Bristol City Council has apologised after being criticised for failing to provide evidence it had completed Ombudsman recommendations in two separate complaints.
The Local Government and Social Care Ombudsman completed investigations into the complaints, which involved missed bin collections and noise nuisances, in early 2020.
In both cases the council accepted the Ombudsman’s decision and its recommendations to put things right for the complainants. It also committed to improving services for other people in the city.
The Ombudsman suspended chasing the council for evidence it had complied with the recommendations due to COVID-19. However, once the Ombudsman resumed casework the council failed to supply the necessary evidence until fresh complaints were registered.
Michael King, Local Government and Social Care Ombudsman, said that it was clear from these two cases there were ‘significant issues in the city.’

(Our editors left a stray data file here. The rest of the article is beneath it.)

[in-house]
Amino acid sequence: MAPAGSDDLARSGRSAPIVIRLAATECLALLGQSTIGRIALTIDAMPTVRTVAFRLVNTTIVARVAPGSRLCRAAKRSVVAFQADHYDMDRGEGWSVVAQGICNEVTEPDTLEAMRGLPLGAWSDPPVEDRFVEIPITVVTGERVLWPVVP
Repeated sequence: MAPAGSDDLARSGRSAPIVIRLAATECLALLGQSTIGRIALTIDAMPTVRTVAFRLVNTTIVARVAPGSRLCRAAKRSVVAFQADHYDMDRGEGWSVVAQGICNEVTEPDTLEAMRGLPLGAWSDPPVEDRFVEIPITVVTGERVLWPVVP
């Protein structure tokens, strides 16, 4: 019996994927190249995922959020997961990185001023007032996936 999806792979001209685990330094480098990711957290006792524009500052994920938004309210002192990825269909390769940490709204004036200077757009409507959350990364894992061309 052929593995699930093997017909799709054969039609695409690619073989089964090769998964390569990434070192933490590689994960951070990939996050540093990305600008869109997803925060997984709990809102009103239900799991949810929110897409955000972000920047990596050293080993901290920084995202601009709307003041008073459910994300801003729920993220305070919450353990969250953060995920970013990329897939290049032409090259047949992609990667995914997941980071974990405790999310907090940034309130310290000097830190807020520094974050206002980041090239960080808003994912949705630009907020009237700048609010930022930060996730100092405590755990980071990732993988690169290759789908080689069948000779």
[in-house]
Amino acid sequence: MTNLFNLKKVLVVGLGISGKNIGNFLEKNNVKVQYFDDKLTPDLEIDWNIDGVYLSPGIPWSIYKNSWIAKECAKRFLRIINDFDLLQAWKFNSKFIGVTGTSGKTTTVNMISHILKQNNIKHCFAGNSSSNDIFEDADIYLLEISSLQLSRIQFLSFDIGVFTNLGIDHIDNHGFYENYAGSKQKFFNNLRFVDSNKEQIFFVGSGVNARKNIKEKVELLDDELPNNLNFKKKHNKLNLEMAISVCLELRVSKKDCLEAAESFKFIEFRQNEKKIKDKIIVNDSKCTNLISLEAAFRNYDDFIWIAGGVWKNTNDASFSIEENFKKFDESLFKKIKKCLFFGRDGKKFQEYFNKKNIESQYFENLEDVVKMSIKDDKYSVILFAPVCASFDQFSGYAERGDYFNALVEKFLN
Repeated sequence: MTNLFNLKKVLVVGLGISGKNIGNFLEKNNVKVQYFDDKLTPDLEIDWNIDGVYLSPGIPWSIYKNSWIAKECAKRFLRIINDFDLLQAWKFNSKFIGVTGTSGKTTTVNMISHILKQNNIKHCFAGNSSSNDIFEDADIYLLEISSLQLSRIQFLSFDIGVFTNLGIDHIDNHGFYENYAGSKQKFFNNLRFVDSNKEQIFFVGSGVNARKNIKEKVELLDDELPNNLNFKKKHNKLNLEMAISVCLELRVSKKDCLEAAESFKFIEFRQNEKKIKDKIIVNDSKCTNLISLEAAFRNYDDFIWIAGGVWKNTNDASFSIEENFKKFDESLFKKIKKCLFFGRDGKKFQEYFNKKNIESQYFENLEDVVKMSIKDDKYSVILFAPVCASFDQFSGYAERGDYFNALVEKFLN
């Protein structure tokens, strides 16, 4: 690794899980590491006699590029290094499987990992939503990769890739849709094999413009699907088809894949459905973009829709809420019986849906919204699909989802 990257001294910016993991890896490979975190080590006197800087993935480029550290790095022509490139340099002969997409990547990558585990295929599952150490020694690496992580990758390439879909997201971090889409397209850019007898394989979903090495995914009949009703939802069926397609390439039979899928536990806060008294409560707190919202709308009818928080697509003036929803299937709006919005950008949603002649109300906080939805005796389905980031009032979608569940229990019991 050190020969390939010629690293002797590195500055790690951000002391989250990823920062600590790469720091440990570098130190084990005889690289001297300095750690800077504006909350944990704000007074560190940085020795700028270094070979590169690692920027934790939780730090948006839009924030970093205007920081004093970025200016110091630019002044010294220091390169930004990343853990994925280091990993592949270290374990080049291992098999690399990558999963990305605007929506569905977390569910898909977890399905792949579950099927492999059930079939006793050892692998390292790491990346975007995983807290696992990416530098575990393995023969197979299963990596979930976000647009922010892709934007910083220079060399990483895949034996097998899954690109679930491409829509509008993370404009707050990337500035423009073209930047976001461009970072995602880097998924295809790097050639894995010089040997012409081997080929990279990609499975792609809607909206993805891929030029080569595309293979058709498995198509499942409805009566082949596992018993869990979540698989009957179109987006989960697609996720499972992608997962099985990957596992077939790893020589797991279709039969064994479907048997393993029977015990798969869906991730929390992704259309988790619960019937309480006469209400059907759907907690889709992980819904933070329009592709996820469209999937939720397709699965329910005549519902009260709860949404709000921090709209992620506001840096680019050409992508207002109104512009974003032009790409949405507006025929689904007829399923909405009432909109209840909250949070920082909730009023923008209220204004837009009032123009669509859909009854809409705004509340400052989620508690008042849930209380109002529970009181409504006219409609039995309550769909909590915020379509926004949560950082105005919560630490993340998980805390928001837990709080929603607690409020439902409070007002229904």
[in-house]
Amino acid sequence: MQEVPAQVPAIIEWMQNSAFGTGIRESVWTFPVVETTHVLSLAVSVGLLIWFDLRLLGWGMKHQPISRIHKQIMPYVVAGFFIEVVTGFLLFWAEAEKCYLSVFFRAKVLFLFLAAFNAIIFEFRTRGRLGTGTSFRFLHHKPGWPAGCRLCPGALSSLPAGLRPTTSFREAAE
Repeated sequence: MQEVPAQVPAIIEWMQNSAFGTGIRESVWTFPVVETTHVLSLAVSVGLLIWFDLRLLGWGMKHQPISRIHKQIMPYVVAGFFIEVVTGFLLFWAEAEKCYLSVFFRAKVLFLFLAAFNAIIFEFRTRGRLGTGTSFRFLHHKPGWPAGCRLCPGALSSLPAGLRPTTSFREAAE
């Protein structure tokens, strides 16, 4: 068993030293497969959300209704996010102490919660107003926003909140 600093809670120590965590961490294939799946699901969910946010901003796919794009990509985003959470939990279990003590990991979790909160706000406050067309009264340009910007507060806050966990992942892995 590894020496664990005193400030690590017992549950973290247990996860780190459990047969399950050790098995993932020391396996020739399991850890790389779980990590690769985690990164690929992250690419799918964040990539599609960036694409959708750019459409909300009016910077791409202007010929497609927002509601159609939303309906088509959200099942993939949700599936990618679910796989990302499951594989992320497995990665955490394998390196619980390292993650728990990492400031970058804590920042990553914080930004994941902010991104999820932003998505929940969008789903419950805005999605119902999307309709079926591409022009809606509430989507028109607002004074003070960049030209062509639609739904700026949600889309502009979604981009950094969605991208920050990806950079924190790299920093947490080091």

Responding to the Ombudsman’s report, a Bristol City Council spokesperson commented: ‘We fully accept the findings of the ombudsman and recognise that we have fallen short in both our initial handling of these complaints and our compliance with the recommendations made.
‘We apologise for any distress and inconvenience caused in these cases. An internal investigation did produce recommendations for future improvements and we are taking steps to ensure that the appropriate actions are now taken forward.’
Mr King commented: ‘I am pleased the council has acknowledged and identified there have been problems with its complaint handling. However, it should not have taken our intervention – including months of chasing, and our decision to register new complaints – to trigger this.
‘This report demonstrates the efforts to which we go, to ensure councils follow-through on their commitments to put things right, and how we will hold them to account if they don’t. I hope councils across the country will take lessons from it and ensure their own complaints arrangements meet the standards both we, and the people they serve, expect.’
Photo: Wikimedia Commons/NotFromUtrecht